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Enhancing the peacebuilding role of political parties and parliament in Haiti

September 21, 2018 • By Frank Kayitare
Flag of Haiti, Image: Ayiti Drapo

Significant progress has been made in democratizing politics and governance in Haiti during the past two decades. Several challenges however, including extreme poverty, wide economic inequalities, weak democratic institutions and a polarized political landscape remain. Opposition political parties and citizens often express their frustrations through protests, which regularly degenerate into violence. This polarization of politics impedes sustainable peacebuilding efforts and government effectiveness, as witnessed during 2015 political deadlock that lasted almost a year, with the country returning to a constitutional order only in February 2017.

“Haiti is back on the path to democracy…today is not the victory of one camp over other camps, but it’s the victory of democracy, it’s Haiti’s victory and that of all Haitians”, declared Jovenel Moïse, President of the Republic of Haiti in his inaugural presidential address on February 7th, 2017.

The quality and effectiveness of representative democracy largely depend on the quality of political parties.  Beyond the demands for integrity, accountability and responsiveness, democratic institutions—parties and parliaments are also expected to be stronger bridges for political stability—an attribute that is extremely important in Haiti context. Clare Castillejo (2016) argues that in conflict/post-conflict contexts, ‘political parties give political expression to grievances that may otherwise be expressed through violence, and they aggregate and articulate the interests of citizens during both peace negotiations, transition processes and more broadly in post-conflict state-building’.

International IDEA places emphasis on, among other things, strengthening the capacities of political parties and parliaments to be more representative, accountable and responsive to citizens’ needs; and to peacefully manage diversity and conflict. For each political party to effectively perform its role however, it needs to first be a viable institution with democratic values, a clear vision and programme for society. At the system level, the effectiveness largely depends on whether parties advance public issues rather than personal ones and the degree to which they appreciate and practice dialogue and consensus-building across the political divide in national policy discourse and reform processes. The capacity to effectively balance healthy competition and dialogue is particularly critical in Haitian context. In practice, political parties in Haiti generally exhibit weaknesses in most—if not all the above aspects.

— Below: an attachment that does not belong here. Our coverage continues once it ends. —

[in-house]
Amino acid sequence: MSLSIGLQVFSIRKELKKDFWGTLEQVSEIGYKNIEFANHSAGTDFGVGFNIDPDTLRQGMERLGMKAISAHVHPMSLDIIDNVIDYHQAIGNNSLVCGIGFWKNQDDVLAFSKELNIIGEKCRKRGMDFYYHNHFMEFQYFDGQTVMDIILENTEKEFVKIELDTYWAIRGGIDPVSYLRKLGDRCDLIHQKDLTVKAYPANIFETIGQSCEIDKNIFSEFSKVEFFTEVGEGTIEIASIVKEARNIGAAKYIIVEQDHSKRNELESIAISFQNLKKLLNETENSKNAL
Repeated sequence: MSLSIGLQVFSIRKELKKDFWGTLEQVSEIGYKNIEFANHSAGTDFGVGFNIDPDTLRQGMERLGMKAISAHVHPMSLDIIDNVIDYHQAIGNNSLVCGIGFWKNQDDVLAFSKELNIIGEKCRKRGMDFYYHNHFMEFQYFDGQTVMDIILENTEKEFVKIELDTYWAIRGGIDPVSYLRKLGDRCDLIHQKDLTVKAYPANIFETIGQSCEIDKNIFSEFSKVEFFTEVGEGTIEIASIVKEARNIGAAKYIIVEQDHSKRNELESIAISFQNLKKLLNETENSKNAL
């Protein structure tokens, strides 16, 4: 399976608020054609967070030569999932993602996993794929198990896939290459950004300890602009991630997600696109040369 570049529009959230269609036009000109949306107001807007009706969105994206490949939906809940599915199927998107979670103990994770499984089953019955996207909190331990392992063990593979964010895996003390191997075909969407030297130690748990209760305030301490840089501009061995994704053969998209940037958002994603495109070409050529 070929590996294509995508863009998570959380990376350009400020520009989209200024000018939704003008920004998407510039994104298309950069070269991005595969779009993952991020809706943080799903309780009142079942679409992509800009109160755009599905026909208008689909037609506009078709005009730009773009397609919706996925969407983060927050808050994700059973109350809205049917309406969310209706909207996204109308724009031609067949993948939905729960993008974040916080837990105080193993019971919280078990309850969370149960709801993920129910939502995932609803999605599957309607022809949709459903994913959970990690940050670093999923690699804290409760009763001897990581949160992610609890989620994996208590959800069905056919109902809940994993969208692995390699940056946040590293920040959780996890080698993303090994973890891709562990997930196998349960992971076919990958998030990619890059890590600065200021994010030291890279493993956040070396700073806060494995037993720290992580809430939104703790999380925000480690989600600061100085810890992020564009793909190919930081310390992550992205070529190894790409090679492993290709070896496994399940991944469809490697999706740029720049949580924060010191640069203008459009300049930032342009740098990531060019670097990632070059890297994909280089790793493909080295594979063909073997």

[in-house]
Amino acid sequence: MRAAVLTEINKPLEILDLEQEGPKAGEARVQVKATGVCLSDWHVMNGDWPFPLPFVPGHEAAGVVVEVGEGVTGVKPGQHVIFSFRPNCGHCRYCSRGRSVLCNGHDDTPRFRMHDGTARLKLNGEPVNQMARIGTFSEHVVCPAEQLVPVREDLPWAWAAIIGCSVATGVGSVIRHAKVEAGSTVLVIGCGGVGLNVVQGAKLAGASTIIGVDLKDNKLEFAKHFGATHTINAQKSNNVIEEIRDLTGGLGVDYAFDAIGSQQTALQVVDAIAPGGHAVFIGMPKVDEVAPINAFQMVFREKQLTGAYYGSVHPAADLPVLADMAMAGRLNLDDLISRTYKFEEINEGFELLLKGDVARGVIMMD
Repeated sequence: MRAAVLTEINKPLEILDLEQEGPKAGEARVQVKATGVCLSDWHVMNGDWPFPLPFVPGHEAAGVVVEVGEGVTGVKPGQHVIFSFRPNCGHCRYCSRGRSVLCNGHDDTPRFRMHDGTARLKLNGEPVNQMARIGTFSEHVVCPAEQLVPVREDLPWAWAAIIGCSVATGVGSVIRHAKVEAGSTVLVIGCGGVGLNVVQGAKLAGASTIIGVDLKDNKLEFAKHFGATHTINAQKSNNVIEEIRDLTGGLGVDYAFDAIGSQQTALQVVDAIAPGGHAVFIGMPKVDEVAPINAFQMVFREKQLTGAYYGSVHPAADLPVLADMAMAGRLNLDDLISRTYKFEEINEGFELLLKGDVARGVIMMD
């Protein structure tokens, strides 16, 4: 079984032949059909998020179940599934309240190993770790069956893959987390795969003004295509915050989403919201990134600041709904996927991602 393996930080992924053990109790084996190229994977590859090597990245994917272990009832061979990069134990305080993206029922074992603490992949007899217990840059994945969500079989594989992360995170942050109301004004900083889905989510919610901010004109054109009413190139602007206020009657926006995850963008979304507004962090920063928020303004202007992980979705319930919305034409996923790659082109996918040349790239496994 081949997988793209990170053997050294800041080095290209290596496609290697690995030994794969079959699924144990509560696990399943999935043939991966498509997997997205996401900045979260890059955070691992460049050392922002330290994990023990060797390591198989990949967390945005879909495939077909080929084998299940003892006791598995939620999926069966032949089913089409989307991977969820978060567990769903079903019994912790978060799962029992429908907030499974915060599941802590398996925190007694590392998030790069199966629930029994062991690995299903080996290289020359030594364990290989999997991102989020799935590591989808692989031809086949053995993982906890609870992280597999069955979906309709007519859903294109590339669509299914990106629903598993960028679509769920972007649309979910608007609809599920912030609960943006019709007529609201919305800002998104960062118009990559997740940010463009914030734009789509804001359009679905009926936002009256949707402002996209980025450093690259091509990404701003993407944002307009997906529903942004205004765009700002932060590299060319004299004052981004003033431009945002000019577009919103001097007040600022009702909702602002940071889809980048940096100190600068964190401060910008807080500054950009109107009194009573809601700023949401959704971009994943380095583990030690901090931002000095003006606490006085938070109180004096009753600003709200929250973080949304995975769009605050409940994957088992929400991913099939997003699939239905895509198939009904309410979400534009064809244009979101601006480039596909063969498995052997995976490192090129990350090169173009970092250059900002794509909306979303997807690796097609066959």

It is against this background that International IDEA implements programmes aimed at strengthening the organizational viability, policy-making and dialogue capacities, as well as promoting mechanisms for gender mainstreaming and inclusion by political parties in Haiti. Since 2012, the institute has convened and facilitated dialogues between political parties on a wide array of issues, from electoral legal reforms, to political party financing, to mechanisms for gender equality within political parties and national policy-making processes, to building trust and confidence between political parties and amongst them and their representatives in parliament. The objective of International IDEA’s interventions is to contribute to enhancing the role of these democratic institutions in shaping and sustaining a culture of accountability and responsiveness of public institutions and generally building a shared roadmap towards democratic consolidation and sustainable development in Haiti.

Some of the knowledge resources and tools used to facilitate these processes in Haiti include:

  1. Strategic Planning Tool for Political Parties: A Practical Guide
  2. Interparty Dialogue Skills Training Module
  3. A Framework for Developing Gender Policies for Political Parties
  4. Les partis politiques dans la construction de la démocratie en Haïti

About the authors

Frank Kayitare
Senior Programme Officer
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